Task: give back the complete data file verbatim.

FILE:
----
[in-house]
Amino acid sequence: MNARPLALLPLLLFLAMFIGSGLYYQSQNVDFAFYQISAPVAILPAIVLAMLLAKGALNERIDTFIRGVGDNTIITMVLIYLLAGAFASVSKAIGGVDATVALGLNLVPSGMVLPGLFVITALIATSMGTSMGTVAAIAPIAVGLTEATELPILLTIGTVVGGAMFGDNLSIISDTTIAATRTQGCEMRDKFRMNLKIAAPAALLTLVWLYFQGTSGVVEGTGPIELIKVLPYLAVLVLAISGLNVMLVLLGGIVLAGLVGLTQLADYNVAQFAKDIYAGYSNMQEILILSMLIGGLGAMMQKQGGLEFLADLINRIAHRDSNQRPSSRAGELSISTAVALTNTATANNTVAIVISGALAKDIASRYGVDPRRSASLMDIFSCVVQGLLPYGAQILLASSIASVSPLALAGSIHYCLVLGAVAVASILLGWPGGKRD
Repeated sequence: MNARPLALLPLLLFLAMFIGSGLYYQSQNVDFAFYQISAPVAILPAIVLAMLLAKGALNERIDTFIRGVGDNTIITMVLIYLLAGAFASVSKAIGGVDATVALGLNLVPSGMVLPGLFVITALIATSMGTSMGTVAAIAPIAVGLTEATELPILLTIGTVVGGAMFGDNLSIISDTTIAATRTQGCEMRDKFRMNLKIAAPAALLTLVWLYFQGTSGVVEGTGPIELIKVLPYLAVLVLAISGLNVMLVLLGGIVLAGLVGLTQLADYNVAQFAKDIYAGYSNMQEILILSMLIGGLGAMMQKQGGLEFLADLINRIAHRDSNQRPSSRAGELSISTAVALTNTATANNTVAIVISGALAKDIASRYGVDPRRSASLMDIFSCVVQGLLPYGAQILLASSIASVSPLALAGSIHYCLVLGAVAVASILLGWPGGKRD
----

[in-house]
Amino acid sequence: MNARPLALLPLLLFLAMFIGSGLYYQSQNVDFAFYQISAPVAILPAIVLAMLLAKGALNERIDTFIRGVGDNTIITMVLIYLLAGAFASVSKAIGGVDATVALGLNLVPSGMVLPGLFVITALIATSMGTSMGTVAAIAPIAVGLTEATELPILLTIGTVVGGAMFGDNLSIISDTTIAATRTQGCEMRDKFRMNLKIAAPAALLTLVWLYFQGTSGVVEGTGPIELIKVLPYLAVLVLAISGLNVMLVLLGGIVLAGLVGLTQLADYNVAQFAKDIYAGYSNMQEILILSMLIGGLGAMMQKQGGLEFLADLINRIAHRDSNQRPSSRAGELSISTAVALTNTATANNTVAIVISGALAKDIASRYGVDPRRSASLMDIFSCVVQGLLPYGAQILLASSIASVSPLALAGSIHYCLVLGAVAVASILLGWPGGKRD
Repeated sequence: MNARPLALLPLLLFLAMFIGSGLYYQSQNVDFAFYQISAPVAILPAIVLAMLLAKGALNERIDTFIRGVGDNTIITMVLIYLLAGAFASVSKAIGGVDATVALGLNLVPSGMVLPGLFVITALIATSMGTSMGTVAAIAPIAVGLTEATELPILLTIGTVVGGAMFGDNLSIISDTTIAATRTQGCEMRDKFRMNLKIAAPAALLTLVWLYFQGTSGVVEGTGPIELIKVLPYLAVLVLAISGLNVMLVLLGGIVLAGLVGLTQLADYNVAQFAKDIYAGYSNMQEILILSMLIGGLGAMMQKQGGLEFLADLINRIAHRDSNQRPSSRAGELSISTAVALTNTATANNTVAIVISGALAKDIASRYGVDPRRSASLMDIFSCVVQGLLPYGAQILLASSIASVSPLALAGSIHYCLVLGAVAVASILLGWPGGKRD